The Pitch Bazaar with 22 ad agencies

17 May,2018

 

By Prabhakar Mundkur

 

When Rediffusion won the State Bank of India mandate, the more staggering news was that Redifffusion had bagged the account of the largest public sector bank in the countryin a pitch with 22 agencies. After all, nowhere in the world would a client ask 22 agencies to pitch for their business.  Nor would any company ask 22 vendors for an RFP.  Calling 22 agencies means that either the client has done no homework, whatsoever in creating a short list through some preliminary desk research. Or it means that there is pressure that percolates from the top to call so many agencies, which might be typical of public sector accounts. After all every senior person in a public sector has a favourite that needs to be included.And this system has dogged the ad agencies for many years. It defeats all the sensibilities of vendor management. Good management practice would dictate not to ask more than five or at the most six vendors to participate. After all, if you called such a large number to participate, common management sense would dictate that the best would stay away.  But not in India and not for a public sector brand perhaps. The tradition has been that everybody throws their hat in hoping that they will hit a lottery.  But for some strange reason, public sector companies seem to follow the ‘more the merrier’ approach when it comes to appointing vendors.

 

But this then has been the history of the public sector in India. They have treated their ad agency pitches like a circus.  I have been in public sector pitches where their time management is so atrocious that you are sitting with another three-four agencies, in a common waiting room because as usual either someone has taken more time than what was allowed and not been disqualified or because the entire process started late.  Public sector brands are known not to follow common courtesies and niceties like in the private sector.

 

Also, public sector pitches are highly political.  The moment a winner is announced, there is a chorus from the losers that the match has been fixed almost like boxing matches of yore when a winner was announced.The losers are typically smaller agencies which supposedly have a reputation for financial advertising or have public sector experience, whatever that means. Which might have prompted Dinesh Menon, Chief Marketing Officer of SBI to tell the press a few days ago that “There is no such rule that a PSU bank has to work with several agencies.”Of course, there is isn’t.  And no doubt his detractors might be quoting history.  A 2009 press announcementfrom SBI proudly announced 10 agencies would share the then Rs 200 crore advertising account.  And if we found ourselves overawed by the sheer number of 22 agencies participating in a pitch, then 10 agencies sharing an advertising account, takes us from the ridiculous to the sublime. Even the world’s largest advertisers like P & G don’t have 10 ad agencies on their roster.  So, well done SBI for having the guts to challenge the age-old public-sector practice which has been the woe of several ad agencies for the last many decades.  Please now break the next rule and call only 5 agencies for your next pitch whenever it is, in the future. And then do us one last favour. Tell the other public sector companies to follow your good example.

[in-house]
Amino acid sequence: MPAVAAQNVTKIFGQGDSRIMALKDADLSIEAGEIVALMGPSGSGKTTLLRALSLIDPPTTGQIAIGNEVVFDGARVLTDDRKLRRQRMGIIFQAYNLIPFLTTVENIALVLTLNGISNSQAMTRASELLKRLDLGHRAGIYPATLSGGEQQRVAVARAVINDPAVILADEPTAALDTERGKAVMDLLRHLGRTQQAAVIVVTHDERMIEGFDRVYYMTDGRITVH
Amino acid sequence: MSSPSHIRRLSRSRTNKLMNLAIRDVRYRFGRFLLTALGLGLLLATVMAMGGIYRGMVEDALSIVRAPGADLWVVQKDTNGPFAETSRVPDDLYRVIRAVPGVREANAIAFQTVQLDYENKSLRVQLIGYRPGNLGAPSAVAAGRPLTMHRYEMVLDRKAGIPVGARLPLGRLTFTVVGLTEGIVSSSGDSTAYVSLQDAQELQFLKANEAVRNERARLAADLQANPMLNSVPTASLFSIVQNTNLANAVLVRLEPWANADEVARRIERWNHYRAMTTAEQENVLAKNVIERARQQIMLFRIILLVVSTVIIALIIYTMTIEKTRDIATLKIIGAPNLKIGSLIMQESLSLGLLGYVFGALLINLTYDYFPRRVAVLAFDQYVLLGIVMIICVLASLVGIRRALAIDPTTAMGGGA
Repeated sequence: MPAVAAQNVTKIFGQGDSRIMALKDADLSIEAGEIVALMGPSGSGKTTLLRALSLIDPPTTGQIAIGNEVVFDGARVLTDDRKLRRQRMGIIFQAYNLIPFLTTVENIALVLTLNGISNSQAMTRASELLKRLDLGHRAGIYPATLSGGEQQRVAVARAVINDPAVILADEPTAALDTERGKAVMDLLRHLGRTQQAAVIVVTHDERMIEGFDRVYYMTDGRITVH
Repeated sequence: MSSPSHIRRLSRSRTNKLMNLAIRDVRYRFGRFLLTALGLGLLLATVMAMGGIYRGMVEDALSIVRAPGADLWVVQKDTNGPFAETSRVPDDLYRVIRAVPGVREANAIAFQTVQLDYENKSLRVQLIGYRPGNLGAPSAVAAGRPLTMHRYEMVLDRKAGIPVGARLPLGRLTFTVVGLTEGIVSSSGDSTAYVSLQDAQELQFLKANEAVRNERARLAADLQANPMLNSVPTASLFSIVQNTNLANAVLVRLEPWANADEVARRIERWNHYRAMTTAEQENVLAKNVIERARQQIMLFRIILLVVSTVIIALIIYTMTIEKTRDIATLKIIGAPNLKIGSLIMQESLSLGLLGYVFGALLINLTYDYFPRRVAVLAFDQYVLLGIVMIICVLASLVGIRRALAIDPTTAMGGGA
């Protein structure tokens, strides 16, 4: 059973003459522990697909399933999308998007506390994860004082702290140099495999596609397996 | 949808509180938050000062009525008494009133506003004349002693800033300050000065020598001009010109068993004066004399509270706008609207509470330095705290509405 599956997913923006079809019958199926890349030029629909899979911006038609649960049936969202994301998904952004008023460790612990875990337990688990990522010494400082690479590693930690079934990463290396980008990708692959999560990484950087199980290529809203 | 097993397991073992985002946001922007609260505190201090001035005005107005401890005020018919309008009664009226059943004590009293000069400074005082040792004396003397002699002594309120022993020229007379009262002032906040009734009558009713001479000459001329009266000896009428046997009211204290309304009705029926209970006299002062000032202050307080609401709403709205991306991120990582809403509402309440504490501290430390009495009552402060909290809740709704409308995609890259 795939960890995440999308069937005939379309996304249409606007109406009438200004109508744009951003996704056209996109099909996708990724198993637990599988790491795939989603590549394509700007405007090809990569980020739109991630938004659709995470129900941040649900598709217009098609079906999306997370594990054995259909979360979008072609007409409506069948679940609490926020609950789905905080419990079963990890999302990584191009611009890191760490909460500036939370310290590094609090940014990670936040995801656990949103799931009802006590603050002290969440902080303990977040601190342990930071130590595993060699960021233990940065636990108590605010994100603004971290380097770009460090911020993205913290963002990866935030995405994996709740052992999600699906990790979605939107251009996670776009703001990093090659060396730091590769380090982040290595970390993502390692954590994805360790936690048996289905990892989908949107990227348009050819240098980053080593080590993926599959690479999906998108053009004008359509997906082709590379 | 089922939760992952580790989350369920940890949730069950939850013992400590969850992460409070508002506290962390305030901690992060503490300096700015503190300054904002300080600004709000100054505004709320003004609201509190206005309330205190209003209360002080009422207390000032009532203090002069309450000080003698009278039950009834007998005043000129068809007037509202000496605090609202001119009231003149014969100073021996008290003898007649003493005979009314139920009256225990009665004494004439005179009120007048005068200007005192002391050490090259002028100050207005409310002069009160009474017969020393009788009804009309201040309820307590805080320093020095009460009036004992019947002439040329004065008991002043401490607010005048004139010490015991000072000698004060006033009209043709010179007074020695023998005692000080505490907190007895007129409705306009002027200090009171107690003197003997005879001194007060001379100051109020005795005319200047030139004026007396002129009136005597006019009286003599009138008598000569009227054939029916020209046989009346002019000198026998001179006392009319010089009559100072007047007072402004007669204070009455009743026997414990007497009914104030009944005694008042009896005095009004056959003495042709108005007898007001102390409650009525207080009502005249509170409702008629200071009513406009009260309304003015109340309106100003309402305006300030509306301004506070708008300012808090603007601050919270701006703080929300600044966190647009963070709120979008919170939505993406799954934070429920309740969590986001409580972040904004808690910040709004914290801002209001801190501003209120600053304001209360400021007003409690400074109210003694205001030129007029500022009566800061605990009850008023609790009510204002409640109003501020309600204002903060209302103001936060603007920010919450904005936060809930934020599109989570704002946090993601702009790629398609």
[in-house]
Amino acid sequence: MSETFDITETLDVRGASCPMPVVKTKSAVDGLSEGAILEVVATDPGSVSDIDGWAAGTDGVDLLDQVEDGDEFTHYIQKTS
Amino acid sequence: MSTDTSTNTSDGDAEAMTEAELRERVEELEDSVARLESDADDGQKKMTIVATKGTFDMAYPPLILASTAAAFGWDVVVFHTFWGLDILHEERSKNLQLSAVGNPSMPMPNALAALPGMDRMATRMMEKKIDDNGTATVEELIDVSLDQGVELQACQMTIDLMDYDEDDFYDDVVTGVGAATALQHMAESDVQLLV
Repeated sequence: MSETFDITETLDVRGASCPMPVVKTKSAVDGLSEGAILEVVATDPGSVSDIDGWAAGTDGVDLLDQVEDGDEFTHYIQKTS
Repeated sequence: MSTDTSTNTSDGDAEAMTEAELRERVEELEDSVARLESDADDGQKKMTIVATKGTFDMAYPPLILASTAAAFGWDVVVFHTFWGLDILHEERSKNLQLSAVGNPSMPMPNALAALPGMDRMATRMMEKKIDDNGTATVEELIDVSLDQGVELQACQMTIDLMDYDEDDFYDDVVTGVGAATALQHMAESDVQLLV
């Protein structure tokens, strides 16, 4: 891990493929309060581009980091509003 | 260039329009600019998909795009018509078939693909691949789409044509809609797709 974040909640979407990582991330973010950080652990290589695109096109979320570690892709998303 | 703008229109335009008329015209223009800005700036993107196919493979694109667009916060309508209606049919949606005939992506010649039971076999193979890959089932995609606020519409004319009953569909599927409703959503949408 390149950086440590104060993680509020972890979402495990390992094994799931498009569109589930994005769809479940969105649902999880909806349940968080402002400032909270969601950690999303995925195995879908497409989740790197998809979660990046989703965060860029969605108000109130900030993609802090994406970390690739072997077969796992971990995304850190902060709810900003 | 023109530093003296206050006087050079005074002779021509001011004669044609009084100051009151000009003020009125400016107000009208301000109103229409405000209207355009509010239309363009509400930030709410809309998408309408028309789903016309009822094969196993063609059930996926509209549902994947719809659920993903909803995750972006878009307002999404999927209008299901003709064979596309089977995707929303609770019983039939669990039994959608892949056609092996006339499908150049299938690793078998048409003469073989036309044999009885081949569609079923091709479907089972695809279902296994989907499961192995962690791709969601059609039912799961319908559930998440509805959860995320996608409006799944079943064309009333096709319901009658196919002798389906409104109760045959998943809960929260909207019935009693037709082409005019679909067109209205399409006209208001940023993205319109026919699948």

Are Indian ad men bad losers?

 

I was surprised to see an interview with Pratap Bose in afaqs.com this week.  It seemed like he has been required to justify the stellar performance of his agency The Social Street at the recently concluded Abbys. After all the Abbys are supposed to be awards ‘of the people, by the people and for the people.” I was surprised by the tone of the very first question posed to him:

“Let’s talk about the issues around your Goafest performance. You have been accused of doing pro bono work to win awards. Comment.”Such an accusation from whoever it is, seems to be in very bad taste.  After all, if pro bono creative seems to win awards at the Abbys, that could be a flaw with the award show and not a flaw with the winner. No other agency was prevented from entering pro bono work I am sure.

You can only come to one conclusion. That in addition to everything else that plagues the ad industry, they seem to be very bad losers as well.

 

Is TV finally dying?

 

It certainly isn’t in India where everyone’s eyes are glued to the IPL frenzy.  But we have heard for sometime now that digital slowly seems to be taking over consumer’s preferences.  Hard to believe, but true.  And with the recent accusations against digital media of a lack of transparency from the chief slayer of the current ad agency model, Marc Prichard of P&G, one would have thought that the fascination for digital might have waned.  But maybe not so.

 

Adidas chief executive Kasper Rorsted told the press that they have turned their back on TV advertising.Rorsted is known to have said: “It’s clear that the younger consumer engages with us predominantly over the mobile device. Digital engagement is key for us – you don’t see any TV advertising anymore.”

 

MrRorsted seems to have bitten the bullet instead of just paying lip service by praising the effects of digital like some other global advertisers.  In fact, one particular global FMCG company hasn’t even updated its brand’s Facebook pages of some its brands for months now. And yet they keep evangelising on the power of digital.

 

 

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